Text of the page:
We suggest to our reader to visit the related website www.sw-arte.com/stories and read the stories close to each piece. By the way, we have been impressed by “An Inuit story“… could you elaborate a bit the role of a story as a “companion” of a visual art piece?

Thank you! Our works are generally categorized as mixed media art. So within this mix, we like to include words too as we basically communicate through them. They function more or less like frames for our paintings and they induce an extra touch and sensitivity to what the eyes can usually see.
Anyway, we do not intend to glue the mind of a viewer to our personal way of thinking. On the contrary we would like his/her imagination to further flow.

It goes without saying that your works reveal a clear social criticism. Do you think that art could play an important role in facing social questions? And what role does the artist have in society?

I think it always did. Let’s think about Guernica. It is probably the best known piece of political art yet created, and definitely one of the most important. But that’s not the only example. Goya’s series “The Disasters of War” or the Brueghel’s “Massacre of the innocents” are also clear version of art meeting politics.
Art can register big problems and influence the world towards a better future.
It is clearly not its role to offer the clear solutions but it is in its power to rise up fundamental questions and to invite to personal reflection.

In a recent interview, the German artist Swaantje Guentzel stated that “the exploitation of the environment have never been executed on a higher level while at the same time people have never been more convinced of their passion for nature“. It’s quite impossible to not share this analysis, and although this is evident, we still accept this paradoxical situation: would it seem that this contradiction is not clear enough as to force us to change our behavior or, at least, our consciousness?

I start to believe more and more that the process of fully understanding things in this world is partially handicapped as long as it is reduced to its theoretical level or limited palettes of personal experiences. We start changing our behavior and way of thinking only when we are both emotionally and rationally capable of totally relating to an issue due to the fact that we were personally and directly affected by it. Is it good so? Is that bad? I don’t know, but it’s definitely classically human.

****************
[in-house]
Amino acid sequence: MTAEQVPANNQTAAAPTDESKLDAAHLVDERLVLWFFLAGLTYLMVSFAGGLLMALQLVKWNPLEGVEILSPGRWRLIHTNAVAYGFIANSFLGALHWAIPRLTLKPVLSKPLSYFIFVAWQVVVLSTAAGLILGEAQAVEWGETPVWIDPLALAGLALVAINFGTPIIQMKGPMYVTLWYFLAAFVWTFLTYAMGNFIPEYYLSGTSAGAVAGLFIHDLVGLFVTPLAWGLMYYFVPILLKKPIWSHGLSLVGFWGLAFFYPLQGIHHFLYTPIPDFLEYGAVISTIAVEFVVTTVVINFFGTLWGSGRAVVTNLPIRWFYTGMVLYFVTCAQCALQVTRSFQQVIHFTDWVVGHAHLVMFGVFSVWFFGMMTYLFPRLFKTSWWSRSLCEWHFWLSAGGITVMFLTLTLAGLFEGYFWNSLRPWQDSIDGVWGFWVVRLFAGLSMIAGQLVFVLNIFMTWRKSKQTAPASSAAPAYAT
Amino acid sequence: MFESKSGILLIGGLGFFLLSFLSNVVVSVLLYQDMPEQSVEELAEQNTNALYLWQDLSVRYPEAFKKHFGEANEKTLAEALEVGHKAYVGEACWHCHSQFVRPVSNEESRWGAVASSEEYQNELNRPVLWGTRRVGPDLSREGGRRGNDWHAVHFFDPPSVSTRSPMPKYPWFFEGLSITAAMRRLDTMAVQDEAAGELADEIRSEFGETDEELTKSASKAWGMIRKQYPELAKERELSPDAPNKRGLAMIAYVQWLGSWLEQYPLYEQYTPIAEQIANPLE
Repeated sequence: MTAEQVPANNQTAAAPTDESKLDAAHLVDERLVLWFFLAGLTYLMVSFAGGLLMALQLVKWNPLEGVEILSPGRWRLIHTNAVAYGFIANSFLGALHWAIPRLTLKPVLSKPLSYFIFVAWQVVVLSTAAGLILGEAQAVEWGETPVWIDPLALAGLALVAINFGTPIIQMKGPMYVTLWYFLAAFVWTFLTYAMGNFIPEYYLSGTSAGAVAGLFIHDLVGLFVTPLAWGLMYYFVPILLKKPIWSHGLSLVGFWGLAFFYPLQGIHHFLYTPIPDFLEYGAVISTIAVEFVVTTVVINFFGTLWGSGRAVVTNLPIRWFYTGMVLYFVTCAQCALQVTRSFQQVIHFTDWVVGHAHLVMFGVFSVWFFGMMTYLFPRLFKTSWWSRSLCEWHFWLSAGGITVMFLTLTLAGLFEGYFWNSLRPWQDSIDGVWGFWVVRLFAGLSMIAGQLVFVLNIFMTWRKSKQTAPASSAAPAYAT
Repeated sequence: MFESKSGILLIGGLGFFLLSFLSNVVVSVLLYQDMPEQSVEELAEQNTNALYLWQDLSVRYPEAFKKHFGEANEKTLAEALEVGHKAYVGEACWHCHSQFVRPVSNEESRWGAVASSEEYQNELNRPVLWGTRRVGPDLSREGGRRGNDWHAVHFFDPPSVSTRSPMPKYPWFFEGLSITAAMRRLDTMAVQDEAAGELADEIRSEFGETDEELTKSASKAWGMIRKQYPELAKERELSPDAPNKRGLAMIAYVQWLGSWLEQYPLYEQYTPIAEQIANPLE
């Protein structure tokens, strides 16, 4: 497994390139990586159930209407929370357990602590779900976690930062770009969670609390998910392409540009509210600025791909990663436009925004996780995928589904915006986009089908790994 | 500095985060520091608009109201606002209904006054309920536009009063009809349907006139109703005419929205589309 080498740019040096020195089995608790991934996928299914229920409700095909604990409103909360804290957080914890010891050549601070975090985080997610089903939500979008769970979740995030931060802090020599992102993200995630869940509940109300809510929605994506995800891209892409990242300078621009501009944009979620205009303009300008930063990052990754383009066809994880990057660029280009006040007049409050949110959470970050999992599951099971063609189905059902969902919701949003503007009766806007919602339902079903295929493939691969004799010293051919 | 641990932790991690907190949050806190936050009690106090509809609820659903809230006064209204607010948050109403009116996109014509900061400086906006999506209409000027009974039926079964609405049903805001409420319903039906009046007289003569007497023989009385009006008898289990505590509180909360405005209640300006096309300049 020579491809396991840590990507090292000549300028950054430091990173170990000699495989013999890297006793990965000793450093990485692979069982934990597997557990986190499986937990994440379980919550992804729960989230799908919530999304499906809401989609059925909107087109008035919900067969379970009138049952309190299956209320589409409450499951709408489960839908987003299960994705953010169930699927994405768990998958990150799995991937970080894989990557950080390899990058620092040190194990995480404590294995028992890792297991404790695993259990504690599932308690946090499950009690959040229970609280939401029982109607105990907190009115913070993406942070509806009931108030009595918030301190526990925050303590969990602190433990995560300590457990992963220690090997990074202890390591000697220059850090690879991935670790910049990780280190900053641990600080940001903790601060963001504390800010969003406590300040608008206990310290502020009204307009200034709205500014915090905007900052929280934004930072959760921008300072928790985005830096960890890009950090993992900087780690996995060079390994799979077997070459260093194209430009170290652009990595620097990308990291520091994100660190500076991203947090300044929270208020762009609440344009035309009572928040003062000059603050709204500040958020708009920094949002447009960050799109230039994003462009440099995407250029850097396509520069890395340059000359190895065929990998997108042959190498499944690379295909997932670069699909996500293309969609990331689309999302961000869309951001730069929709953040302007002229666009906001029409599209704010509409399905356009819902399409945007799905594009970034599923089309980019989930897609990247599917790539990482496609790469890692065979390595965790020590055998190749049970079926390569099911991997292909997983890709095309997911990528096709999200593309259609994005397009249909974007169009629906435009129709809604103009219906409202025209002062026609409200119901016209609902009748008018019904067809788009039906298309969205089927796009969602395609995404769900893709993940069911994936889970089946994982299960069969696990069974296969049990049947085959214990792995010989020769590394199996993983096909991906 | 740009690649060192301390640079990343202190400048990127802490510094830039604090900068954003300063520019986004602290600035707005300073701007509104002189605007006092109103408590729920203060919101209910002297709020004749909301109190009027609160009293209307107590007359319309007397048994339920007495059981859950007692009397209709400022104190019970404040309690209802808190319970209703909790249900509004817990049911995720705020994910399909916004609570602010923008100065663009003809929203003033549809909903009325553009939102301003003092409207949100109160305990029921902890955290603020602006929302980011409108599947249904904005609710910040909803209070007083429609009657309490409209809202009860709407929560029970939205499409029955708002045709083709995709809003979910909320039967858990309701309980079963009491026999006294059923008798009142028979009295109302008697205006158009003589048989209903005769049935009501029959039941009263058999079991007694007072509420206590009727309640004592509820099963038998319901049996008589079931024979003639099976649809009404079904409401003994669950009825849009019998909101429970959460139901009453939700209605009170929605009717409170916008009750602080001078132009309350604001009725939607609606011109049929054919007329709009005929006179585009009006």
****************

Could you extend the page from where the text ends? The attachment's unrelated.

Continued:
And last but not least, you have established a fruitful collaboration: could you tell us something about this effective synergy? How did you two meet? Did you have similarities in your Art at the time?

We met each other few years ago, when I left the business career and came back from Germany after attending the studying program of the Make-up Academy in Munich. We became friends and realized that we have a lot in common so we decided to start our SWARTE project which we probably would have never done apart, as we definitely need the way in which we complete each other within the creating process.

By the way, we would like to remember a quote of the artist Peter Tabor who once said that “collaboration is working together with another to create something as a synthesis of two practices, that alone one could not“: what’s your point about this? Can you explain how your work demonstrates communication between two artists? This reminds a famous line by Shakespeare: “for the eye sees not itself, but by reflection, by some other things”…

Actually it’s all based on communication, trust and respect. I feel free to build up my stories, to transform them in body art and never interfere into the rest of visual concept which stays fully in the hands of Corina.
She has a way o seeing what I think that makes me fully trust her instincts in rounding what we both separately create within our projects.

Thank you for this interview Manuela and Corina: our last question deals with your future plans: anything coming up for you professionally that you would like readers to be aware of?

Thank you too for having us! Last but not least we would be more than happy to let you know that after winning some international competitions immediately after launching “One square meter of roots” in January this year, we will present our series in a solo exhibition at Ross + Ross Galerie, Friedrichstraße 23b, 70174 Stuttgart, Germany. We would be honored if the readers of your magazine would have the pleasure and time to visit us there. The exhibition will run from 22nd of March till 31st of May 2013. Thanks again!